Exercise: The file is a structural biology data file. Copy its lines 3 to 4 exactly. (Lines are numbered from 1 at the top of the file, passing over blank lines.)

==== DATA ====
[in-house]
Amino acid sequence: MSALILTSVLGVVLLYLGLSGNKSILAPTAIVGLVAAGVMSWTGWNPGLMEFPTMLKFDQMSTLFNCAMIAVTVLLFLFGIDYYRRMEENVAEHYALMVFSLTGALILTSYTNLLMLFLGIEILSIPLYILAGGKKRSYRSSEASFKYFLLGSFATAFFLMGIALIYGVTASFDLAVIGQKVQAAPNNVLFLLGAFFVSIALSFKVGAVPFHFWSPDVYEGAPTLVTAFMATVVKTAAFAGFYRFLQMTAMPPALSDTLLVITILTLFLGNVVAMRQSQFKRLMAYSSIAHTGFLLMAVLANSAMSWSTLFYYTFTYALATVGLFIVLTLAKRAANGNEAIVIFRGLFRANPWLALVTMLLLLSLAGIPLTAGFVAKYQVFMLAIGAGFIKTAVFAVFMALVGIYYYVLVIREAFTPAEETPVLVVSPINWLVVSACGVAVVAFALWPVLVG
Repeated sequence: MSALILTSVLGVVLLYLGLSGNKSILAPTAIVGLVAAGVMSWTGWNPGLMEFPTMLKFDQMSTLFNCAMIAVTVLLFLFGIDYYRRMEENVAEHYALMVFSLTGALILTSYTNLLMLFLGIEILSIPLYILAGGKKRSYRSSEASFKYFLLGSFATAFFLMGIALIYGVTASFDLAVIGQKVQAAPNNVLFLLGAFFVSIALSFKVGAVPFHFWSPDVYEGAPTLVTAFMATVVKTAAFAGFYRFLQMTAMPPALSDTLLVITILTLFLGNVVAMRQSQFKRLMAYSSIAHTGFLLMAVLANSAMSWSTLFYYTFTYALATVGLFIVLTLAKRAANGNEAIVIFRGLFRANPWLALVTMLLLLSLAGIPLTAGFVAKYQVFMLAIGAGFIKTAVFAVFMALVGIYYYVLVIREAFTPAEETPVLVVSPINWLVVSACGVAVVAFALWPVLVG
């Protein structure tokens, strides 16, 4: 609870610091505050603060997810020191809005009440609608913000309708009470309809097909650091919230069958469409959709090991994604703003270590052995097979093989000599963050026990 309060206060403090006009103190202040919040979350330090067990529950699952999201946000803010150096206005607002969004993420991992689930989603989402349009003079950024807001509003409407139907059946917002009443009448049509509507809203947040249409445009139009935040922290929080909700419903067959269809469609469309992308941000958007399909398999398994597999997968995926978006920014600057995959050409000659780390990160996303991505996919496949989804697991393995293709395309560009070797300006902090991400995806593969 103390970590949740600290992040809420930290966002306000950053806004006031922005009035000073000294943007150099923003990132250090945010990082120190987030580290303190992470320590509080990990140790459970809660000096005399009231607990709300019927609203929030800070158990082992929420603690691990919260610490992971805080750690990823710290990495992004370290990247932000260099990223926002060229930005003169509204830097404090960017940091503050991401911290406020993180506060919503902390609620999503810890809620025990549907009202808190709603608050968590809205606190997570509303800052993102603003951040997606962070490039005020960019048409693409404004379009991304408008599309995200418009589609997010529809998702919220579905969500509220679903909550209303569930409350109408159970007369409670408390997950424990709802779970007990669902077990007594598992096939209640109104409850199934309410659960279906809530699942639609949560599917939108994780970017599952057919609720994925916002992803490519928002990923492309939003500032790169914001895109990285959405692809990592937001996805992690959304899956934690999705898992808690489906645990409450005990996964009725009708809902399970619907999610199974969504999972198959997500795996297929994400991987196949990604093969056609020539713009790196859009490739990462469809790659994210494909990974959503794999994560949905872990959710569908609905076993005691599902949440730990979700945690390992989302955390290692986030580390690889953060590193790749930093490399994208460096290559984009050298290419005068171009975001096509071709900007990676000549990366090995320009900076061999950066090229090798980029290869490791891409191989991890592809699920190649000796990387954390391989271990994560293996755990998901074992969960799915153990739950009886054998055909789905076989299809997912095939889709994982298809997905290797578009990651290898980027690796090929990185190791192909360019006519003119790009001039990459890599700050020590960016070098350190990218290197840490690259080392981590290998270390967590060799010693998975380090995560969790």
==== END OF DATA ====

Repeated sequence: MSALILTSVLGVVLLYLGLSGNKSILAPTAIVGLVAAGVMSWTGWNPGLMEFPTMLKFDQMSTLFNCAMIAVTVLLFLFGIDYYRRMEENVAEHYALMVFSLTGALILTSYTNLLMLFLGIEILSIPLYILAGGKKRSYRSSEASFKYFLLGSFATAFFLMGIALIYGVTASFDLAVIGQKVQAAPNNVLFLLGAFFVSIALSFKVGAVPFHFWSPDVYEGAPTLVTAFMATVVKTAAFAGFYRFLQMTAMPPALSDTLLVITILTLFLGNVVAMRQSQFKRLMAYSSIAHTGFLLMAVLANSAMSWSTLFYYTFTYALATVGLFIVLTLAKRAANGNEAIVIFRGLFRANPWLALVTMLLLLSLAGIPLTAGFVAKYQVFMLAIGAGFIKTAVFAVFMALVGIYYYVLVIREAFTPAEETPVLVVSPINWLVVSACGVAVVAFALWPVLVG
């Protein structure tokens, strides 16, 4: 609870610091505050603060997810020191809005009440609608913000309708009470309809097909650091919230069958469409959709090991994604703003270590052995097979093989000599963050026990 309060206060403090006009103190202040919040979350330090067990529950699952999201946000803010150096206005607002969004993420991992689930989603989402349009003079950024807001509003409407139907059946917002009443009448049509509507809203947040249409445009139009935040922290929080909700419903067959269809469609469309992308941000958007399909398999398994597999997968995926978006920014600057995959050409000659780390990160996303991505996919496949989804697991393995293709395309560009070797300006902090991400995806593969 103390970590949740600290992040809420930290966002306000950053806004006031922005009035000073000294943007150099923003990132250090945010990082120190987030580290303190992470320590509080990990140790459970809660000096005399009231607990709300019927609203929030800070158990082992929420603690691990919260610490992971805080750690990823710290990495992004370290990247932000260099990223926002060229930005003169509204830097404090960017940091503050991401911290406020993180506060919503902390609620999503810890809620025990549907009202808190709603608050968590809205606190997570509303800052993102603003951040997606962070490039005020960019048409693409404004379009991304408008599309995200418009589609997010529809998702919220579905969500509220679903909550209303569930409350109408159970007369409670408390997950424990709802779970007990669902077990007594598992096939209640109104409850199934309410659960279906809530699942639609949560599917939108994780970017599952057919609720994925916002992803490519928002990923492309939003500032790169914001895109990285959405692809990592937001996805992690959304899956934690999705898992808690489906645990409450005990996964009725009708809902399970619907999610199974969504999972198959997500795996297929994400991987196949990604093969056609020539713009790196859009490739990462469809790659994210494909990974959503794999994560949905872990959710569908609905076993005691599902949440730990979700945690390992989302955390290692986030580390690889953060590193790749930093490399994208460096290559984009050298290419005068171009975001096509071709900007990676000549990366090995320009900076061999950066090229090798980029290869490791891409191989991890592809699920190649000796990387954390391989271990994560293996755990998901074992969960799915153990739950009886054998055909789905076989299809997912095939889709994982298809997905290797578009990651290898980027690796090929990185190791192909360019006519003119790009001039990459890599700050020590960016070098350190990218290197840490690259080392981590290998270390967590060799010693998975380090995560969790």